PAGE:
Boulder Detection in the Shallow Sub-Seafloor by Diffraction Imaging With Beamforming on Ultra-High Resolution Seismic Data
A Feasibility Study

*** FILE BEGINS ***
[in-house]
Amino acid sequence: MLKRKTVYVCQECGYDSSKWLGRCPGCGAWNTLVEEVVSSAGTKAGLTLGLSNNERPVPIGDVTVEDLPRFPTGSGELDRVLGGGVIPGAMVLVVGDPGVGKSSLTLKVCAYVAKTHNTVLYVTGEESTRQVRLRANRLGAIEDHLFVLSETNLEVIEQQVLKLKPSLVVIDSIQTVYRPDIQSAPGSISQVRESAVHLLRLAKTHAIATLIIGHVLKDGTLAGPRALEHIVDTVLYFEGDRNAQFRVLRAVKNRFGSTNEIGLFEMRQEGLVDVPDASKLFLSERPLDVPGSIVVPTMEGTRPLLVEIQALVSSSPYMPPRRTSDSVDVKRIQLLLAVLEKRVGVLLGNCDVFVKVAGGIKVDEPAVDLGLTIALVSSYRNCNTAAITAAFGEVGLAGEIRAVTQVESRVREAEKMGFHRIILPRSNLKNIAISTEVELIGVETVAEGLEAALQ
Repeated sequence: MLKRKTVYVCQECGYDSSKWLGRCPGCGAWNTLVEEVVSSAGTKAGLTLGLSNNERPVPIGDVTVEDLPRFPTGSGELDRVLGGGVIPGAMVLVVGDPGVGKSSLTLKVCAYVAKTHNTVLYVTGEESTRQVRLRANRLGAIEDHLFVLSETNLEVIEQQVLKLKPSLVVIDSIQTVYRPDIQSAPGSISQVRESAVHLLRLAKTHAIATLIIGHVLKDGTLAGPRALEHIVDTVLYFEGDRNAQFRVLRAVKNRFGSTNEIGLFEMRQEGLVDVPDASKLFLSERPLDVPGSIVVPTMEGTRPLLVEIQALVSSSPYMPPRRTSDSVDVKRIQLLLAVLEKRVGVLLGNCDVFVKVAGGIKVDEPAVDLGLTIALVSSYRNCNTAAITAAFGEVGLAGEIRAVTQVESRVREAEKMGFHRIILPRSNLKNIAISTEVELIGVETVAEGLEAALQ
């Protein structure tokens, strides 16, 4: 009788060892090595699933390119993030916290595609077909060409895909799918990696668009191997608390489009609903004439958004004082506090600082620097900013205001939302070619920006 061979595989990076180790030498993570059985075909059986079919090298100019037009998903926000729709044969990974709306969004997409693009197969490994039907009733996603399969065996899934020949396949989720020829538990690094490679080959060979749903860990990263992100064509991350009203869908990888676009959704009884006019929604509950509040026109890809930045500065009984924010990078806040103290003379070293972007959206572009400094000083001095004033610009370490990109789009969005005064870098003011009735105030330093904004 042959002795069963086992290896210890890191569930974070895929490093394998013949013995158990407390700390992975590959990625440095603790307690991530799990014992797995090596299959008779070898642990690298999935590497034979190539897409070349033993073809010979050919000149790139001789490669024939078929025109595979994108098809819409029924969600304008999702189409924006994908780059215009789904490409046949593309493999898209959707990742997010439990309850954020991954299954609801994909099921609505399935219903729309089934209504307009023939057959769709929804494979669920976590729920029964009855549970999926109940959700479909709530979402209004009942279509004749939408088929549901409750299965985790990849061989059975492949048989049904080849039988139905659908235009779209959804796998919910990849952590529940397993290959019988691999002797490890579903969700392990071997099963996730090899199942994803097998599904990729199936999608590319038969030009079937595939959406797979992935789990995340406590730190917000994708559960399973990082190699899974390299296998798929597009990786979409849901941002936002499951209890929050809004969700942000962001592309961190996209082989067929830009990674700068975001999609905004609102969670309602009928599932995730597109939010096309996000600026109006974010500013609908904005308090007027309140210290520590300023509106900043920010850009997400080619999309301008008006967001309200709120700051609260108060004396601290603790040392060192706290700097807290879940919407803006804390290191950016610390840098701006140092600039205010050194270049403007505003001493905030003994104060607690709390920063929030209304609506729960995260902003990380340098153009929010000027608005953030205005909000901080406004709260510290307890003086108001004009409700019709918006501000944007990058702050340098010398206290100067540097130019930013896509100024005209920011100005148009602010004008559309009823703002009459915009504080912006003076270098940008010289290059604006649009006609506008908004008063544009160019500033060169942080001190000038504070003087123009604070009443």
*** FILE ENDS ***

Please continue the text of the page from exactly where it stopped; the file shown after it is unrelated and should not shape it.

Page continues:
Small-scale heterogeneities within the seafloor such as glacial boulders, concretions, or unexploded ordnance are of major scientific and economic interest. Because of their small size, such objects are hardly imageable by conventional seismic methods since they produce only faint diffractions. Despite the growing interest, reliable and efficient object detection methods are still not established. So, a marine acquisition system to image objects in the size range 0.3–4.1 m in the near-surface has been designed and workflows have been developed. Source signals with a central frequency of ∼1,000 Hz are necessary to generate diffractions for the object size range. Performing beam pattern analyses, a rigid tow frame with the dimensions 8 × 3 m and attached hydrophones was designed. A synthetic aperture approach is realized to improve the resolution. Reflection events are suppressed in Normal-Move-Out corrected shot gathers by the muting of high singular values to enhance the diffractions. The diffractions are imaged with a beamforming algorithm with a high efficiency, as a total swath angle of about 80° in across-track direction is covered. The processing of synthetic data sets allows an optimization and validation of the workflow and sensitivity analyses. Ground truthing is achieved with 1–2 m large boulders on the seafloor in 22 m depth, which were identified in a Multi-Beam Echo Sounder data set. Although diffractions are only weak events in seismic data sets, 3D object detection with seismic beamforming has been found to be an efficient and reliable method to perform derisking for offshore infrastructure installations, drillings, or geologic interpretation.